It’s a universal fact: every kid’s dream in kindergarten is to become an astronaut. Well, ignoring the occasional firefighter, cowboy, and dentist wannabes. Okay, nobody ever really wants to be a dentist. They just wake up in dental school one day. There are also kids like my younger brother David who, in grade one, announced that when he grew up, he just wanted to sit in the back of taxis and talk to people. In other words, get an arts degree.
But after checking out the Canadian Space Agency’s website, I realize that my four-year-old self had it totally wrong. There’s a job out there that’s actually higher on the cool-o-meter than astronaut. It’s a combination more ingenious than chocolate and peanut butter.
It’s an astronaut. With an MD.
The idea of orbiting thousands of kilometers above the Earth is awesome. And messing around with bacterial life forms is even more cool (and is just begging for a broken test tube that leads to a deadly super virus). But the two of them? Combined? It means only one thing: messing around with bacterial life forms in zero gravity.
Someone I know recently applied to the Canadian Space Agency’s national astronaut recruitment campaign, which will replace the two retiring Canadian astronauts. First I had to get over the fact that Canada has a space program. And unlike Canadian Idol, it isn’t just the annoying younger brother of the American version. We actually send people into space. For sleep-overs at the Space Station.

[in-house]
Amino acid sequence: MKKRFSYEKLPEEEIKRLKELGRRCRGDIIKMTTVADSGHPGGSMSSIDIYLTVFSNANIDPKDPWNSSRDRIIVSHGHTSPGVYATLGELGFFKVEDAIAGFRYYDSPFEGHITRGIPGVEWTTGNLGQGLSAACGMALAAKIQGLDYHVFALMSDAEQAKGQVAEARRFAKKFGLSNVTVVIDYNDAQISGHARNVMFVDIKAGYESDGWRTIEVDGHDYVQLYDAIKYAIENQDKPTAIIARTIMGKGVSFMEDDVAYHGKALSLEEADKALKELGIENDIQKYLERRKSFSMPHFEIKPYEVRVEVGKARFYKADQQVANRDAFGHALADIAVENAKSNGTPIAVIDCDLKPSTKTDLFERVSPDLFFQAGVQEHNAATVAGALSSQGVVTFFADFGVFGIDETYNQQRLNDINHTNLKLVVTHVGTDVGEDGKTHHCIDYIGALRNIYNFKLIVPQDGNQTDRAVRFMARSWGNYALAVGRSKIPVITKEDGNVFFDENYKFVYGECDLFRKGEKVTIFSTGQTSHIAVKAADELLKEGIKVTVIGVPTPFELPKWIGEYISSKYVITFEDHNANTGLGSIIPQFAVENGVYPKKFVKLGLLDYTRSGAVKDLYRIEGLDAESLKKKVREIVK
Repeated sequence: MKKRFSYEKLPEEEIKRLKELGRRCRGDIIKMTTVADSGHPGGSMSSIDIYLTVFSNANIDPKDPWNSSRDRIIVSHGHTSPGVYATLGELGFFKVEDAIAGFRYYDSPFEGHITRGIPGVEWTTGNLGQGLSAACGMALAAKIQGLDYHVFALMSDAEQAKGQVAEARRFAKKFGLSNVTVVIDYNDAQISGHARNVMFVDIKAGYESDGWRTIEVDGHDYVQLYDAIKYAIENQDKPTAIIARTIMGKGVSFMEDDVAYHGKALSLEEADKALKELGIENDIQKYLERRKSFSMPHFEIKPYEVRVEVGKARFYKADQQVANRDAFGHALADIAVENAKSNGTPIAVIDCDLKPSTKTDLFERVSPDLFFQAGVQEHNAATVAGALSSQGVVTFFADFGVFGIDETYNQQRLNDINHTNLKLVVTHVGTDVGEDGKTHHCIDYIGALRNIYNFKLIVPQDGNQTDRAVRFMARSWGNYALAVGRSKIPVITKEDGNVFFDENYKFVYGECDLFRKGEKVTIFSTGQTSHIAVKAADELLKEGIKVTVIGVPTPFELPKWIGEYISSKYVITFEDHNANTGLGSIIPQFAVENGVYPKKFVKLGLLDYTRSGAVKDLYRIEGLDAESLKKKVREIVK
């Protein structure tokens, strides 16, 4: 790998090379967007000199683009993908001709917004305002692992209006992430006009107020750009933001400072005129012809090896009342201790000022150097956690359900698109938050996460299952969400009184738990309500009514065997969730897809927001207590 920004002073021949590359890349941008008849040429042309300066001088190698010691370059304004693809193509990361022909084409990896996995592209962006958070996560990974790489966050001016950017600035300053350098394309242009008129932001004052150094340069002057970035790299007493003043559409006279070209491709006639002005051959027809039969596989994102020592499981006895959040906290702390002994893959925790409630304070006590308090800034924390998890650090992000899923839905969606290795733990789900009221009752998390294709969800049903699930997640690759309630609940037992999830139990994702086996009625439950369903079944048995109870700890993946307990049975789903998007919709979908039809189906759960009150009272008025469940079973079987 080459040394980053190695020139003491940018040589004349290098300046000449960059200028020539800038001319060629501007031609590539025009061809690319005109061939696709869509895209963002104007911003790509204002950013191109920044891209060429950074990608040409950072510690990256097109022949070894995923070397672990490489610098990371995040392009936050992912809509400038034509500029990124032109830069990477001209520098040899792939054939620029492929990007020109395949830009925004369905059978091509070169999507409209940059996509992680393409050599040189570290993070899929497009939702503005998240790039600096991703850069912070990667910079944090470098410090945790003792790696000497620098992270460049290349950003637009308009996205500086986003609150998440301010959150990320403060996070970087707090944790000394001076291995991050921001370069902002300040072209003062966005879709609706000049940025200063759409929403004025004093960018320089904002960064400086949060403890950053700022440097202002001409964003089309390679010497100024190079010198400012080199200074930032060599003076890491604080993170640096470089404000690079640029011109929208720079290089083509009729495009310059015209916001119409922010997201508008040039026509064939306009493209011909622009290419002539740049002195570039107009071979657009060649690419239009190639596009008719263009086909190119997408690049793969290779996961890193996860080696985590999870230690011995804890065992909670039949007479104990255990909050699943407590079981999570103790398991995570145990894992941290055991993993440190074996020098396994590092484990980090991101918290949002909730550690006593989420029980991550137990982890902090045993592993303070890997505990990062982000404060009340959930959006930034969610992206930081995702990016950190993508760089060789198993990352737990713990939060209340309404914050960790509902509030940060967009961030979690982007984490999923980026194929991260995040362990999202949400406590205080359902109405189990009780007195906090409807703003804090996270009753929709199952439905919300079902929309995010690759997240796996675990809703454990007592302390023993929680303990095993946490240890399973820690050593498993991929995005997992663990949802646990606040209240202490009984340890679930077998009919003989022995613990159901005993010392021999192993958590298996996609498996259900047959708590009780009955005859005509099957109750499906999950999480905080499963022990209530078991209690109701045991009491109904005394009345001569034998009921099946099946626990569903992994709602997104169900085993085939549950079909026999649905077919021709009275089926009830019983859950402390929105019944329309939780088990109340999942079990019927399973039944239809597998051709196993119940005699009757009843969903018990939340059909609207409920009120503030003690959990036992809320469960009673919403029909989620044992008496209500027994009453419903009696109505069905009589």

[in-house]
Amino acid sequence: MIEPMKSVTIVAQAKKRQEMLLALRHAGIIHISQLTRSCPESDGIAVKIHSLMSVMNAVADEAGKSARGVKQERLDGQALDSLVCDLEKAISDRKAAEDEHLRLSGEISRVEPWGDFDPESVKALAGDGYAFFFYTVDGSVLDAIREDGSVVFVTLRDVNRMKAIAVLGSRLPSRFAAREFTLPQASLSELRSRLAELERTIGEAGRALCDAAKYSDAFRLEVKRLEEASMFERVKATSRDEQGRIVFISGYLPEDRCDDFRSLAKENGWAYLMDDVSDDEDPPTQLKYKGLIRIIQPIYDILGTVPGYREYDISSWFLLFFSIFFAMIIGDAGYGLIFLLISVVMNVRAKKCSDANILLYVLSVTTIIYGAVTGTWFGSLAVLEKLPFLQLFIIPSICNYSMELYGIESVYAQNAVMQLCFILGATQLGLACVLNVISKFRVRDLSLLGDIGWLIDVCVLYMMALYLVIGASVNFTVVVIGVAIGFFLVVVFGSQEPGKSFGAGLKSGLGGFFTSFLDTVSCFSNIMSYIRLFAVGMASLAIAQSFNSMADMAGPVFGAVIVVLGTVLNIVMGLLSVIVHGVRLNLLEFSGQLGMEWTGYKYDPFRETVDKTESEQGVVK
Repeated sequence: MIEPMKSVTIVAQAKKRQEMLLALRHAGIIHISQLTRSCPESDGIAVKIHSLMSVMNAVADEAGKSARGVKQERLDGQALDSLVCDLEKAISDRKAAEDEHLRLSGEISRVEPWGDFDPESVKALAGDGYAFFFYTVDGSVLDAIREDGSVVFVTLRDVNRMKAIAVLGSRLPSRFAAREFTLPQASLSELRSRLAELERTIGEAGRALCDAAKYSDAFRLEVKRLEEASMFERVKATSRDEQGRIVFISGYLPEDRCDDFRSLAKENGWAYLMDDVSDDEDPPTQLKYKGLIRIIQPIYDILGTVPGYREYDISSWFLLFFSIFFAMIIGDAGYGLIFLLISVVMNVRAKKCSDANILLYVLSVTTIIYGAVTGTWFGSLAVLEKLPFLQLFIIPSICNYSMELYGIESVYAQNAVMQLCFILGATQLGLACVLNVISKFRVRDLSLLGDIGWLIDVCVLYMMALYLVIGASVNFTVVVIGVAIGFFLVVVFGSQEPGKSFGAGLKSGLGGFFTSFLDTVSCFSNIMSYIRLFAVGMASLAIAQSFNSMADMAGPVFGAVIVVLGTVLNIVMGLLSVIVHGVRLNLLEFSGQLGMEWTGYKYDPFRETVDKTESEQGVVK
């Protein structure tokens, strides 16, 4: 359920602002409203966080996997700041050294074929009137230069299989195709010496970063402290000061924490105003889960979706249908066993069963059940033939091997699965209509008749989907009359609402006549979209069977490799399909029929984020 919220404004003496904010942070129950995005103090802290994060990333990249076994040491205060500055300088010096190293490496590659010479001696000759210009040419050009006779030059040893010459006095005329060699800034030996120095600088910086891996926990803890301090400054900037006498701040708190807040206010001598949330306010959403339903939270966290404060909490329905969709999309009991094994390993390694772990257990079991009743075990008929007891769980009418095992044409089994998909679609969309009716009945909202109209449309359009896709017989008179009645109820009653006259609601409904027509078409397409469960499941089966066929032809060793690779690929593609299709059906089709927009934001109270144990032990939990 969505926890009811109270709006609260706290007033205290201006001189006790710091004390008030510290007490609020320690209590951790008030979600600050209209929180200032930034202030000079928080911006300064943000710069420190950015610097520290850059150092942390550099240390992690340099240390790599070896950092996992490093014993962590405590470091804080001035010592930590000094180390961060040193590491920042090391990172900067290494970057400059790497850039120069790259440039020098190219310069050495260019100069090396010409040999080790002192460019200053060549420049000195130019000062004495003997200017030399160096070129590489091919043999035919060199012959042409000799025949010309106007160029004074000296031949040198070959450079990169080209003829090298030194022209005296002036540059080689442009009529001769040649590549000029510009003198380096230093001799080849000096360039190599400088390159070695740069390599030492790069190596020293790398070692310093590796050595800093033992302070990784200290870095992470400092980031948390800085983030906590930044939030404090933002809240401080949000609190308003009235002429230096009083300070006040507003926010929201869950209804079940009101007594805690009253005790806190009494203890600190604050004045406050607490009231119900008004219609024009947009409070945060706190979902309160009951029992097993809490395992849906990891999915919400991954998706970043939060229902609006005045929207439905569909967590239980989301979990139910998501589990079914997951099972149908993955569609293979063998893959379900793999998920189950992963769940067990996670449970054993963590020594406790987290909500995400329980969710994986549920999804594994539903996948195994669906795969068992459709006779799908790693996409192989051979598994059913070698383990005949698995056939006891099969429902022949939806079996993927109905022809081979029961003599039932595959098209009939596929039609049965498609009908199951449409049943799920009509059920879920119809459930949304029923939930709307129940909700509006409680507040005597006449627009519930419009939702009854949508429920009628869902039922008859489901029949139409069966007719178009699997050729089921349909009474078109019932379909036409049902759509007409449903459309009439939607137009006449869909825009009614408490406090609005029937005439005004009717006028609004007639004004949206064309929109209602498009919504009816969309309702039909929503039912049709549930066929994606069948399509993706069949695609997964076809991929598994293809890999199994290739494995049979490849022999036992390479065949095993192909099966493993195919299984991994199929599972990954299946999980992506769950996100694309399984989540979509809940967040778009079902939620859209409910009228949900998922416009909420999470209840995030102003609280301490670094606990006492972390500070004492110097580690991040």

It was fascinating to watch someone go through the application process. And it was even more interesting to learn some of the cool little details about living in outer space. Like how astronauts have to choose what foods they’re going to eat in space several months before the actual launch. And since they’re surrounded by microgravity, dry foods could contaminate the environment. Meaning, astronauts on the space station have an even bigger threat than asteroids, black holes and zombie aliens: a loaf of bread. Extra crumbly.
When an astronaut sneezes? There’s an emergency evacuation and contamination clean-up crew, and the person who sneezed has to suffer through dirty looks for the rest of the mission.
Then there’s the fact that while astronauts are orbiting the earth, they experience 16 sunsets every 24 hours. Plus the “NASA tradition” of having wake-up calls during shuttle missions. A song is broadcasted into the cabin every morning, selected in advance by each astronaut. So there’s an even more efficient way to make every other astronaut hate your guts than just sneezing all over the dashboard.
As in, choosing my favourite song as a wake-up call.
Looking for more?
Get the best of Maclean's sent straight to your inbox. Sign up for news, commentary and analysis.